We went to the Fête du Costume one year, and it was fascinating. It begins early in the morning, when hundreds of locals, all in period dress, hurry towards the place de la République in central Arles ready for the big procession.

The sheer number of people taking part is quite an impressive sight. They include women of all ages and sizes (all looking very glamorous), as well as children and even babies in period prams and pushchairs / strollers.

The men get dressed up too, though there are fewer of them. The gardians (ranchers or cowboys) on their white Camargue horses wear their classic attire: beige moleskin trousers, a white or bright indiennes print shirt, a black velour jacket and a dashing broad-brimmed black felt hat. The other men sport an array of vaguely period costumes from top hats and tails to straw boaters and patterned waistcoats.

arlesiennes with babyThe whole process of gathering takes a while and is a real social event. Everyone meets and greets each other excitedly with kisses on the cheek.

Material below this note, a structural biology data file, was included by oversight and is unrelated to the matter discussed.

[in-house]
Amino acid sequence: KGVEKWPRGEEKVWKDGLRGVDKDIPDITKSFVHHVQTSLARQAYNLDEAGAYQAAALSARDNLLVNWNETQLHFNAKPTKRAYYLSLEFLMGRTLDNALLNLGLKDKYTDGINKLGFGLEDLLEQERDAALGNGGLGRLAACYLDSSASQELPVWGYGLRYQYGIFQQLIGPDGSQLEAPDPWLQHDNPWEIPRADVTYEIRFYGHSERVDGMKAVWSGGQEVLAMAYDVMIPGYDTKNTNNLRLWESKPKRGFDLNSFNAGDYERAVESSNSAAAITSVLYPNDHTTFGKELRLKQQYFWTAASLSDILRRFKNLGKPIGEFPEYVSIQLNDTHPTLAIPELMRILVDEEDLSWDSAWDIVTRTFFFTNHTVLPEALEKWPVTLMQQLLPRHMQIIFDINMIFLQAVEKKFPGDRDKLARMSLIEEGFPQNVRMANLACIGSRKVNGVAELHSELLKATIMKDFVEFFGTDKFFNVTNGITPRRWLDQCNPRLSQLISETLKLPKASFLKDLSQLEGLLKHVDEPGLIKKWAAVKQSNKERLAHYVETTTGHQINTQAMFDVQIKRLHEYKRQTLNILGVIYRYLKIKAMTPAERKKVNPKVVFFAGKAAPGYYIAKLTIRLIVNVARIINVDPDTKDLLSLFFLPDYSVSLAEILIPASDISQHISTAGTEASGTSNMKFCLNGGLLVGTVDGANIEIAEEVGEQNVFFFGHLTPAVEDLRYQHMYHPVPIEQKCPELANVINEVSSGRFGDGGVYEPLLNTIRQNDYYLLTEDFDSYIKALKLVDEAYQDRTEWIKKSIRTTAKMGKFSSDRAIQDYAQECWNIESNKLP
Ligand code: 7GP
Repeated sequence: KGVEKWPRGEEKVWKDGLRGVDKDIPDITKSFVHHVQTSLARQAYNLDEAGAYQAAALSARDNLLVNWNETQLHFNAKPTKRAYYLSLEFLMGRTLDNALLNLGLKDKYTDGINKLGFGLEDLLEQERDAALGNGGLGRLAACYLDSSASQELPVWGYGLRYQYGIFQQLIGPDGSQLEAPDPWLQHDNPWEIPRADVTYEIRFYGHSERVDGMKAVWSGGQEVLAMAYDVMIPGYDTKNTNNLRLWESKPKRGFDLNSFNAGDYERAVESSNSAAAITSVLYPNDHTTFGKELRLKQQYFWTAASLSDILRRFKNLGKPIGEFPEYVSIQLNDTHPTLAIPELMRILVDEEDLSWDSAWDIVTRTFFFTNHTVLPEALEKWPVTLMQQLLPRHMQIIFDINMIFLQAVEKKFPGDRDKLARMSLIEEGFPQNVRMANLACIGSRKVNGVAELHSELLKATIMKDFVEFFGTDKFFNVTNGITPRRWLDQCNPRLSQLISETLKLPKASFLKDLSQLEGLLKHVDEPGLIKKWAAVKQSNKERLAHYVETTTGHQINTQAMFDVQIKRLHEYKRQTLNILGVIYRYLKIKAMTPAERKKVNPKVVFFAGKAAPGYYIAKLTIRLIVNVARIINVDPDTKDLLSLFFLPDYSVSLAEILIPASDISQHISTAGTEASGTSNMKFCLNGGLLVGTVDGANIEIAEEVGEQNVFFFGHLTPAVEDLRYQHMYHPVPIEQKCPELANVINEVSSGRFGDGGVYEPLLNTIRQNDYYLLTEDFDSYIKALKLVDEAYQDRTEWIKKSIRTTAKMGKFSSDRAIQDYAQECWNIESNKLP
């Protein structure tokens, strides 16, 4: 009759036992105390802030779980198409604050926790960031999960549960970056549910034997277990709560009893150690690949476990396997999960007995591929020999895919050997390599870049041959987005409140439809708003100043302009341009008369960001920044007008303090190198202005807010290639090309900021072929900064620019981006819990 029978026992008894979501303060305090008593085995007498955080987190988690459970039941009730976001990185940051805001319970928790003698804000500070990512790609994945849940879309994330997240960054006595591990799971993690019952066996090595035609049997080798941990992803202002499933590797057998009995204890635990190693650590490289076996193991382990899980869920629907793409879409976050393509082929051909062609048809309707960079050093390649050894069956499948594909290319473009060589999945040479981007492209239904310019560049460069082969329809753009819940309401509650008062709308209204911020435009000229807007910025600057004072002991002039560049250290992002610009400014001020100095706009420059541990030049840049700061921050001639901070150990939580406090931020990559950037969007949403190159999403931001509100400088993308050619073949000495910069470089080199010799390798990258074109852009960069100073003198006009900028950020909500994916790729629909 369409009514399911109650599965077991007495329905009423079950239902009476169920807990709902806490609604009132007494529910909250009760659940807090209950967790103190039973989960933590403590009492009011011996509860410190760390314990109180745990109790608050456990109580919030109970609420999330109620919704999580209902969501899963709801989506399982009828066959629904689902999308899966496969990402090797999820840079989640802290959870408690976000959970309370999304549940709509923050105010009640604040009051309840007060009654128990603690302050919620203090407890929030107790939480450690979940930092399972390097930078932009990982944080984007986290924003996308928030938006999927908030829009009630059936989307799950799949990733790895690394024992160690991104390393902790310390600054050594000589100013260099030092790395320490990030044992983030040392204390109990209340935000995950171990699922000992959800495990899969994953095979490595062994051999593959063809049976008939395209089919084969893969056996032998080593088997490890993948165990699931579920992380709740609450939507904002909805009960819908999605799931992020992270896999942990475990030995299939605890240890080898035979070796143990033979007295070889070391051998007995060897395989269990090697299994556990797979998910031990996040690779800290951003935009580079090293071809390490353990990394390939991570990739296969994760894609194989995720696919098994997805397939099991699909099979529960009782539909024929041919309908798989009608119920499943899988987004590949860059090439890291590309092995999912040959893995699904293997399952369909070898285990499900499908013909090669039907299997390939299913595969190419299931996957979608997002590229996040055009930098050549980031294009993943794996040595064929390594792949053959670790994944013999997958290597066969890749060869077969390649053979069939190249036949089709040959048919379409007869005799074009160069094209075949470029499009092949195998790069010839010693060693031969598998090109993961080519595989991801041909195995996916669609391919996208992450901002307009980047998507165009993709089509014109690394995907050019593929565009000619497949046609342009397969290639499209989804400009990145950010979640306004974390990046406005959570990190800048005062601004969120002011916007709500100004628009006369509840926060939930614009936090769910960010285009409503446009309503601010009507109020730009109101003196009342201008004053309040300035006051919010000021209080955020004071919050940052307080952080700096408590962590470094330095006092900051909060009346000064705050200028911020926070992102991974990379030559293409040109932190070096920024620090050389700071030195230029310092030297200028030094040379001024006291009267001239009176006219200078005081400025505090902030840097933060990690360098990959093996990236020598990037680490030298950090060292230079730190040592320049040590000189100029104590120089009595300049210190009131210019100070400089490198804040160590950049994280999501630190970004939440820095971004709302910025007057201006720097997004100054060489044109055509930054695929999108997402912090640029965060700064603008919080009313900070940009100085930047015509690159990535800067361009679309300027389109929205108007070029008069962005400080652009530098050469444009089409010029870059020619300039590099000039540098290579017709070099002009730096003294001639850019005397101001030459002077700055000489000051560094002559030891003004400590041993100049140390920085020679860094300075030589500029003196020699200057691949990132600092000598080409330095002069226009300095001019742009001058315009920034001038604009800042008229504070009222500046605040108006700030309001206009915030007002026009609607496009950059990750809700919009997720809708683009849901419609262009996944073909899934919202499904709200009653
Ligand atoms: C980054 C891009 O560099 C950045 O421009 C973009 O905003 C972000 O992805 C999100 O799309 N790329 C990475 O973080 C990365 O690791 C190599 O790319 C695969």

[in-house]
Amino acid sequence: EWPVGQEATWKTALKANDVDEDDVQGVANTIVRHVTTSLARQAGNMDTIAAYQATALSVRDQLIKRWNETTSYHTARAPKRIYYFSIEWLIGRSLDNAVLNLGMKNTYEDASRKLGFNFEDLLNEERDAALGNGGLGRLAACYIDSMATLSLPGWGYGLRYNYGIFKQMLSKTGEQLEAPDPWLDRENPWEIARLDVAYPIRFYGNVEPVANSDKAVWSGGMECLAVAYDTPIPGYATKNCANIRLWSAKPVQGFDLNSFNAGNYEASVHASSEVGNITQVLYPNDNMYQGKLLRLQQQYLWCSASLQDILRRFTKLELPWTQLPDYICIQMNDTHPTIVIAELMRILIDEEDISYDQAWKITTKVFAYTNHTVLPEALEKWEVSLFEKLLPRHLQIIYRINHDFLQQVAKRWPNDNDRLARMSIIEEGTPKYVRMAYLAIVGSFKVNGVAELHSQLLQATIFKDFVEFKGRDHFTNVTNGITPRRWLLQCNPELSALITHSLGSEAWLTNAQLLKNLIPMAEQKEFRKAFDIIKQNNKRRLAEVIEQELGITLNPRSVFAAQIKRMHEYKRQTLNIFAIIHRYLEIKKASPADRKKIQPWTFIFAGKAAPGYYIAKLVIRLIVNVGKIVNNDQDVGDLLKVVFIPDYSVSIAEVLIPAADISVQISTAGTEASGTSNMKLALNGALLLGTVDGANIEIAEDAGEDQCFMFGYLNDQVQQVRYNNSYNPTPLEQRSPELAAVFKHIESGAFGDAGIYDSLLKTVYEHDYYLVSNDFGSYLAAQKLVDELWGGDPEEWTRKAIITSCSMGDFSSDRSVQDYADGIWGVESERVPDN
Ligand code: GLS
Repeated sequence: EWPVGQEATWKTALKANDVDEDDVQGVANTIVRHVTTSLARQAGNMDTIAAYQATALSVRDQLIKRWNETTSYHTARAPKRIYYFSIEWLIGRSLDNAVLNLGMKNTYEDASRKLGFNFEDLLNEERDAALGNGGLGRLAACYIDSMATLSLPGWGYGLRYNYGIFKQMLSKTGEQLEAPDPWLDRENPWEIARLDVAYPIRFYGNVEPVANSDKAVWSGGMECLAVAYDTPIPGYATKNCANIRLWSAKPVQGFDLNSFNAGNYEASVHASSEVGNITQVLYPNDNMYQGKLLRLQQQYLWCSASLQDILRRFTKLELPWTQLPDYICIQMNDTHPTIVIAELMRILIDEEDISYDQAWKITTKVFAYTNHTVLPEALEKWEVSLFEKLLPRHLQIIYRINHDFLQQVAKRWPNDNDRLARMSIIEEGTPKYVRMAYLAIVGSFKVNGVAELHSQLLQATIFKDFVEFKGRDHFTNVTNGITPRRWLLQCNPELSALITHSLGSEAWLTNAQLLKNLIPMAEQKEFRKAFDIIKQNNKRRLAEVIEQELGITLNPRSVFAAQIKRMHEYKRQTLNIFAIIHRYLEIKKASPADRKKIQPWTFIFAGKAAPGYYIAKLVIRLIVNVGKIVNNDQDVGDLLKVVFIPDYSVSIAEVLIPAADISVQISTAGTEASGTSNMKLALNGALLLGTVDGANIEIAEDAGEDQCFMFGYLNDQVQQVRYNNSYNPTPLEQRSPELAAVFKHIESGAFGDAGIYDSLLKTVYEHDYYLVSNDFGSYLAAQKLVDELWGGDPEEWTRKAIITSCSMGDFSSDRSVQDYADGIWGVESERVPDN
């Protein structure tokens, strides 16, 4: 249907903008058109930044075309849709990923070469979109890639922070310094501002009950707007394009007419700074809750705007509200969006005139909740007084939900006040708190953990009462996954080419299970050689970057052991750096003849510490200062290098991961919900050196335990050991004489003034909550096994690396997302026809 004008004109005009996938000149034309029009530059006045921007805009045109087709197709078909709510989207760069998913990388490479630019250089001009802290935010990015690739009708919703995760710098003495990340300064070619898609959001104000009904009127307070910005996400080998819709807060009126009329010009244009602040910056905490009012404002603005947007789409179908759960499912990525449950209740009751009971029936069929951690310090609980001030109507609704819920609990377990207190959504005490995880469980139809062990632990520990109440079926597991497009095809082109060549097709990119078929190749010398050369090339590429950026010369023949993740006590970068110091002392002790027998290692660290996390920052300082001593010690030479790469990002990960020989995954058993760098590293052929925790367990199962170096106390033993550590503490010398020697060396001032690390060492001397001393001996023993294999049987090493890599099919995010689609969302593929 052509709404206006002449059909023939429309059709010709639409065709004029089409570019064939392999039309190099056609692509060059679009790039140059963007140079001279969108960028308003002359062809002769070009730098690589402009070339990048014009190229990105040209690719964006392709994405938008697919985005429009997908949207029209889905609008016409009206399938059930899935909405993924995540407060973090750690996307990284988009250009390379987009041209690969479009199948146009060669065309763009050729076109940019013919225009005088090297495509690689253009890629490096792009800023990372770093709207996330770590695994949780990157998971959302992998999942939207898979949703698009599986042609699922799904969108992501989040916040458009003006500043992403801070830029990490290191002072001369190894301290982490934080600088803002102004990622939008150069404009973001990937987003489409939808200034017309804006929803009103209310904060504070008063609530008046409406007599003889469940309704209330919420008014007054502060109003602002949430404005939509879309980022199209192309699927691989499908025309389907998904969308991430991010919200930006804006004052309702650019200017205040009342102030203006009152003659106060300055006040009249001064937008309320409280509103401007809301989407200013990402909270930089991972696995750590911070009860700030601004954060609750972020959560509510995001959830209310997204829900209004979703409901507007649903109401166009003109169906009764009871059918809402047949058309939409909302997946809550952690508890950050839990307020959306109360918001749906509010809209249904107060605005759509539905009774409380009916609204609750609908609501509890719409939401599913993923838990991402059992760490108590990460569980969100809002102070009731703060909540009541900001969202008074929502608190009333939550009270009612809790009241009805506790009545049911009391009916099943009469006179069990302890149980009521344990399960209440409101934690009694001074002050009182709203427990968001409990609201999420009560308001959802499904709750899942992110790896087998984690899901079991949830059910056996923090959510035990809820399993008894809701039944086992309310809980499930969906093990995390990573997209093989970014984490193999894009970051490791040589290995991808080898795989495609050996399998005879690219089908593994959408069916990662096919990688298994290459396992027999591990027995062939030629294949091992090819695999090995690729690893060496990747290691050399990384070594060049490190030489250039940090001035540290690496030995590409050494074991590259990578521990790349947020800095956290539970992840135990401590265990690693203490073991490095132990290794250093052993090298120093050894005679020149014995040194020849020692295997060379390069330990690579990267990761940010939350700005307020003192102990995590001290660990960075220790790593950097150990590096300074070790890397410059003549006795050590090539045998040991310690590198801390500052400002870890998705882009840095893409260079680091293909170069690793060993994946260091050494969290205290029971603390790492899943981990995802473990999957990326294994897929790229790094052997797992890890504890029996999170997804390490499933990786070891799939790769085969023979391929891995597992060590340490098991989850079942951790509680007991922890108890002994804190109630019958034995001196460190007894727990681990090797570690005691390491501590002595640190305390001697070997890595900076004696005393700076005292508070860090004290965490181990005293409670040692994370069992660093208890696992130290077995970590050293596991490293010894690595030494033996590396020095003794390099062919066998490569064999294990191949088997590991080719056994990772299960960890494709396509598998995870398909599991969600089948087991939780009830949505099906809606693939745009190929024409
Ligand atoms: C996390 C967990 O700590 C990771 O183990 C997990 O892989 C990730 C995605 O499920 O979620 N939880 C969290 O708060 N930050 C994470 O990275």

Get there early (around 9am) to soak up the atmosphere. Most people are delighted for you to photograph them, if asked.

After this long prelude, the procession eventually starts up. It goes down the rue Jean Jaurès, then turns left along Arles' main street, the boulevard des Lices.

The participants stop every now and then for the crowd to admire them and take photos. The Queen of Arles herself arrives at the end, riding sidesaddle on a white horse and surrounded by escorts.

It's easy to find decent viewing points all along the route. A good spot to station yourself is on the corner of the rue Jean Jaurès and the boulevard des Lices. If you don’t feel like standing, grab a table at one of the bistros lining the boulevard.

The participants take a break in the Jardin d’été (the Summer Garden, which is briefly closed off to people in modern dress) before proceeding to the Théâtre Antique (the ancient theatre) for a ceremony.

We skipped this bit, but returned at the end of the afternoon for another ceremony, this time in the huge Amphitheatre (click here to read our guide to the Roman sites in Arles).

It was colourful, entertaining – and, like the earlier one in the ancient theatre, free. It's a great chance to see these sites without paying the usual entrance charge!

fete du costume roman amphitheatreThe Queen of Arles appeared, surrounded by Arlésiennes, and a choir sang the Coupo Santo.